VoIP: Are the Networks Ready for Prime Time?

By Marc Coluccio

Enterprises of all sizes are quickly adopting IP telephony systems. Cost reduction, improved productivity, and better collaboration are some of the measurable benefits of IP solutions. However, ensuring high quality voice conversations in your call center requires more than just buying the latest equipment.

Successfully deploying Voice over IP (VoIP) requires a deeper understanding of the nuances of delivering application priority and jitter control over your company’s network infrastructure. Most legacy network deployments and Internet based VPN (Virtual Private Network) services were not created with VoIP requirements in mind. Therefore, making sure your network is ready for IP telephony is a critical factor in determining how functional the service will be and how well it will be received by end users.

The fundamental requirement to achieve toll-quality voice is to deploy an IP PBX or IP Centrex Service, accompanied by IP handsets or soft-phones, over a properly designed network infrastructure. The LAN/WAN infrastructure must deliver sufficient throughput and meet latency, jitter, and packet loss requirements. For best results, it also should support application differentiation and provide failover and load-balancing options.

Delivering sufficient throughput: The amount of bandwidth required for voice depends on the number of simultaneous calls, the voice encoding scheme used in the IP handset or softphone, and the signaling overhead. The two most commonly used codecs for VoIP deployments include: International Telecommunications Union (ITU) G.711 and G.729. The bandwidth requirements for each codec are shown in Fig. 1.

Meeting latency and jitter requirements: Latency is the time it takes for a data packet to go from one location to another. Variables that can cause excessive latency include: physical distance, number of intermediary routers, encryption and decryption, and converting your voice into a data stream and then back to voice on the far end. If latency is too high, it can interrupt the natural flow of a conversation by causing the two parties to confuse latency for pauses in each other’s speech. VoIP latency requirements are shown in Fig. 1.

Jitter is the variation in latency over the LAN and WAN; it is caused by IP telephony packets arriving in uneven patterns at their destination. Jitter has many sources: network congestion, queuing methods used in routers and switches, or routing options such as MPLS or frame relay used by carriers. Users hear jitter as degraded voice quality and excessive jitter can render a VoIP conversation quite unusable.

Packet loss requirements: Packet loss results in a metallic sound or dropouts in the conversation. Packet loss is typically caused by network congestion, which often results from incorrect implementation of application priority.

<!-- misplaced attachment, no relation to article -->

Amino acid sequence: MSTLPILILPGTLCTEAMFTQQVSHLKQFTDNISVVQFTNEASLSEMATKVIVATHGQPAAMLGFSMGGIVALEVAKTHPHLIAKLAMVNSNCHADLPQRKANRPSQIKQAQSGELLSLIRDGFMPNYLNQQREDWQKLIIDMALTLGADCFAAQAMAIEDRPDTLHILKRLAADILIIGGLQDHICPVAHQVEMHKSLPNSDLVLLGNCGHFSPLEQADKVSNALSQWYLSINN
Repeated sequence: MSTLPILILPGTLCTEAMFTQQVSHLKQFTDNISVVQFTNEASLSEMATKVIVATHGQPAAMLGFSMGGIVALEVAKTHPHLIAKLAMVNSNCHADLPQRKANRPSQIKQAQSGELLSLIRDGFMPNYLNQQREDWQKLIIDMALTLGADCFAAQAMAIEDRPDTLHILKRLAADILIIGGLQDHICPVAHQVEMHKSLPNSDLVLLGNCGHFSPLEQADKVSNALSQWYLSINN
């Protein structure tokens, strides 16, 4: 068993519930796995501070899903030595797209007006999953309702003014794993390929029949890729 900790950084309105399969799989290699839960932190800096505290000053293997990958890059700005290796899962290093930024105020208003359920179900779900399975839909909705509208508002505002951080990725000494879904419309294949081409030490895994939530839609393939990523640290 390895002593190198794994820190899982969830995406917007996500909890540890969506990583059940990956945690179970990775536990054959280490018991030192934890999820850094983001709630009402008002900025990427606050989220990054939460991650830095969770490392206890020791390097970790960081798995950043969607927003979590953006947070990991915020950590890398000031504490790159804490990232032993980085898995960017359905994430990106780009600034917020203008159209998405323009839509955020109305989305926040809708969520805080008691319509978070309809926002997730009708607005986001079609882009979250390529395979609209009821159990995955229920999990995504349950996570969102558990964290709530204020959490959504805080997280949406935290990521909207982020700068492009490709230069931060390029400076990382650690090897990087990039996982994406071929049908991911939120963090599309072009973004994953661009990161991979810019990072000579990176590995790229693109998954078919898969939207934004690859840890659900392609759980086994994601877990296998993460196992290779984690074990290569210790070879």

CM June 2005 #10

If you are deploying IP Telephony across a WAN built on Frame Relay, VPN, or Internet circuits, the lack of latency and jitter control, combined with the inability to prioritize packets through the network core, often results in intermittent call quality and completion issues.

Common issues with Internet and Frame Relay include:

  • Buying more bandwidth increases costs yet fails to permanently address application performance problem or voice quality. You must add intelligence and application awareness to your network to permanently fix the problem. Most WAN services do not support this functionality including frame relay and VPN solutions.
  • Buying the best LAN routers and equipment isn’t a solution; your WAN provider must support application differentiation and priority queuing throughout the network core.

A well thought out IP Telephony deployment will be built on a LAN/WAN that has strict control over latency, throughput, and jitter parameters. Application differentiation and prioritization should be seamless from the LAN to the WAN and configurable to your exact needs. Some Multi-Protocol Label Switching (MPLS) solutions can achieve latency, throughput, and jitter control but often fall short in matching priority settings on a per customer basis.

Virtually routed architectures can provide latency, throughput, and jitter guarantees and can also customize application differentiation and priority on a per customer and per location basis. This allows end-to-end packet prioritization between remote sites and ensures toll-quality voice calls. With a Virtually routed solution, you’ll be able to:

  • Determine which applications, users, and locations consume the most bandwidth.
  • Ensure network priority for critical applications, such as VoIP, SAP, Oracle, Citrix, and email.
  • Block and contain undesirable frivolous and malicious traffic (both downstream and upstream).
  • Enjoy 99.999% network availability through novel failover and load-balancing options.

Marc Coluccio is certified by Microsoft, Cisco and CompTIA; he has implemented frame-relay and virtual private wide-area networks.

[From Connection Magazine June 2005]

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